Hurricane Alicia, August 18, 1983: Alicia was the first hurricane to strike the Continental USA since Allen in 1980. It was the longest period in this century that the U.S. mainland had gone without a hurricane landfall (though tropical storms did hit within that time). Alicia was a small- to medium-size hurricane. It reached a minimal Category 3 status as it hit land. The center of Alicia moved over the Texas coast about 25 miles southwest of Galveston on August 18. Aircraft observations indicated that only a 60 mile section of the coast, extending northeastward from Freeport, Texas, experienced hurricane force winds. Despite its small size, Alicia caused over $2.4 billion in damage (in 1990 dollars).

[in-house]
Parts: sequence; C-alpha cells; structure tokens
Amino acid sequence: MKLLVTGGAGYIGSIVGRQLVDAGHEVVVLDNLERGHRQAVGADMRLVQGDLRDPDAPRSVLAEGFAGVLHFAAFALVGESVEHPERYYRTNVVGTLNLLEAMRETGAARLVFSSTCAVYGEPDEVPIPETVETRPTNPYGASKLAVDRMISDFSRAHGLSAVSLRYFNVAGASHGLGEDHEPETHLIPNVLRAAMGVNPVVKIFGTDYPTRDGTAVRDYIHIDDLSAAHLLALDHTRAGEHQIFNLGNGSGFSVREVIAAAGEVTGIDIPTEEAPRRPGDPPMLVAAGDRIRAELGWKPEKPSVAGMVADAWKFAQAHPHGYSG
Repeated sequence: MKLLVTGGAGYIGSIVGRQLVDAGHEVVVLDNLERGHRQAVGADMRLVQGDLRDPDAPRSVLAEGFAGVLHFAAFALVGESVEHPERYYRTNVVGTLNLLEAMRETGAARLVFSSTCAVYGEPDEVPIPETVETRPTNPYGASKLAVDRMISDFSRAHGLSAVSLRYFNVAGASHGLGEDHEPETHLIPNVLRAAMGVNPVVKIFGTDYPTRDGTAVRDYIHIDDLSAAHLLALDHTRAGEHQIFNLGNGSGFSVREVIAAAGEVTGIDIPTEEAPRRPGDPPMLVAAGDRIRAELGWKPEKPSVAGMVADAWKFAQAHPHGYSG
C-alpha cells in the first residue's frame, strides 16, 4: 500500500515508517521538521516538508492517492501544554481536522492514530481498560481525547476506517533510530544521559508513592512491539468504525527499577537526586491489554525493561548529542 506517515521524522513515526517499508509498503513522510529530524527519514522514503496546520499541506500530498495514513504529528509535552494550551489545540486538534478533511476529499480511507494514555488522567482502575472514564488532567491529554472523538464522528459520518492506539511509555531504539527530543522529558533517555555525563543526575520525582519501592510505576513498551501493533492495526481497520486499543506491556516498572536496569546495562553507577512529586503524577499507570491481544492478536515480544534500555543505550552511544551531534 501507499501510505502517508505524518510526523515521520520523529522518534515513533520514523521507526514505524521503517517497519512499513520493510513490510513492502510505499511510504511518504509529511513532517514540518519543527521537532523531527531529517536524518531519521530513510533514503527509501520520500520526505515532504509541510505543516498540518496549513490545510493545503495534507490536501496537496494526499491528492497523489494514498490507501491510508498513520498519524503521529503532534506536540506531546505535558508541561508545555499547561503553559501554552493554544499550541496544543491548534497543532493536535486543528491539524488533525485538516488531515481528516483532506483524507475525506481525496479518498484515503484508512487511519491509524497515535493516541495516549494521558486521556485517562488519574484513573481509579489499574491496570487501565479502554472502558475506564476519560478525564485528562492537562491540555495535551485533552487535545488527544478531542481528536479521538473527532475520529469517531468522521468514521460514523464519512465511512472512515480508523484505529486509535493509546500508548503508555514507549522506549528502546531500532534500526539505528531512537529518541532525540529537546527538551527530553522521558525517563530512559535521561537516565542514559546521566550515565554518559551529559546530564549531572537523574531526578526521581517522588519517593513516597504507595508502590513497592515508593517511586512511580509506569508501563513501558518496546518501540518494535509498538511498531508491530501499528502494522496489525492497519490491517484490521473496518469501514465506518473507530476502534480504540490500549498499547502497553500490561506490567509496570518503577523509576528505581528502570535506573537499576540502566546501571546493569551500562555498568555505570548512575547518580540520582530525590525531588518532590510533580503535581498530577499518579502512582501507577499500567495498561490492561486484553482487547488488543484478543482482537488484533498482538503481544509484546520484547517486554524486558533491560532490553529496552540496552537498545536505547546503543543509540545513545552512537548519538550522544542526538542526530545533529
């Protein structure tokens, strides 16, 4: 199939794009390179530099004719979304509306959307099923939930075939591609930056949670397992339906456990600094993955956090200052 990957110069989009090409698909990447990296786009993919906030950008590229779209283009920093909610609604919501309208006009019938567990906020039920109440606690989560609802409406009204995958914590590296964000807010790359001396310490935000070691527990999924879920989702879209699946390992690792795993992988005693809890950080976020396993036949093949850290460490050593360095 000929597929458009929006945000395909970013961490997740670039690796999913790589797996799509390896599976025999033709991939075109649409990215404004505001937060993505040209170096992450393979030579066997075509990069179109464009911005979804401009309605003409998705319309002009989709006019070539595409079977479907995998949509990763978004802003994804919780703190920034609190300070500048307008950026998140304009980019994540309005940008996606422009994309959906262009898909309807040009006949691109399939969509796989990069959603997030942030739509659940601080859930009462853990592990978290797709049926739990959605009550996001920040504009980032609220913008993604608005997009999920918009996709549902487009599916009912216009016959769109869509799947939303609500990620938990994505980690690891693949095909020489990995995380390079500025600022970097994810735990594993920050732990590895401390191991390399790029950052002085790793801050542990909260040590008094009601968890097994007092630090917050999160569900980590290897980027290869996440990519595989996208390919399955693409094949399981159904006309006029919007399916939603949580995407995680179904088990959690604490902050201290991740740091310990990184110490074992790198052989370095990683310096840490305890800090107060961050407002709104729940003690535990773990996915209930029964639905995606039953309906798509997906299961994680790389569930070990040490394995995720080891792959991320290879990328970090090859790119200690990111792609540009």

Hurricane Gilbert, September 16, 1988: Although Gilbert, one of the most powerful hurricanes of the century, did not strike the U.S. Gulf coast, it did affect Texas and Oklahoma. It is often compared to 1969's Hurricane Camille,( Aug. 17, 1969, Hurricane Camille) because like Camille, it was also a Category 5 storm. Hurricane Gilbert was also a monumental storm, because it had the lowest sea level pressure ever recorded in the Western Hemisphere at 888 mb (26.23 inches). The highest sustained winds recorded were in Jamaica at 116 mph, with gusts to 140 mph. An unofficial report recorded slightly higher readings. Gilbert's track took it through Jamaica, over the Yucatan Peninsula of Mexico, through the southwest Gulf of Mexico and made final landfall as a Category 3 hurricane on the northeast Mexican coast on September 16th. Gilbert brought 5 to 10 inches of rain over coastal sections and more in mountainous areas. The weakening storm passed south of Monterrey, Mexico, bringing massive flooding to the area. The storm then tracked north into western Texas and Oklahoma as a heavy rain storm on the 18th. A total of 318 people were killed; 315 throughout Mexico, Central America, Jamaica, Haiti, and the Dominican Republic, and 3 in the U.S. Damages in Mexico were estimated between $1-2 billion (1990 dollars), and nearly $2 billion in Jamaica. The Mexican government reported that more than 60,000 homes were destroyed. The 3 U.S. deaths occurred in San Antonio, from tornadoes spawned from Gilbert's remnants. At least 29 tornadoes were observed across south Texas, and they caused between $40-50 million in damages. In the area of Brownsville, wind gusts from Gilbert of 67 mph to 83 mph were measured by an observer with a truck mounted anemometer, before the storm made landfall in Mexico.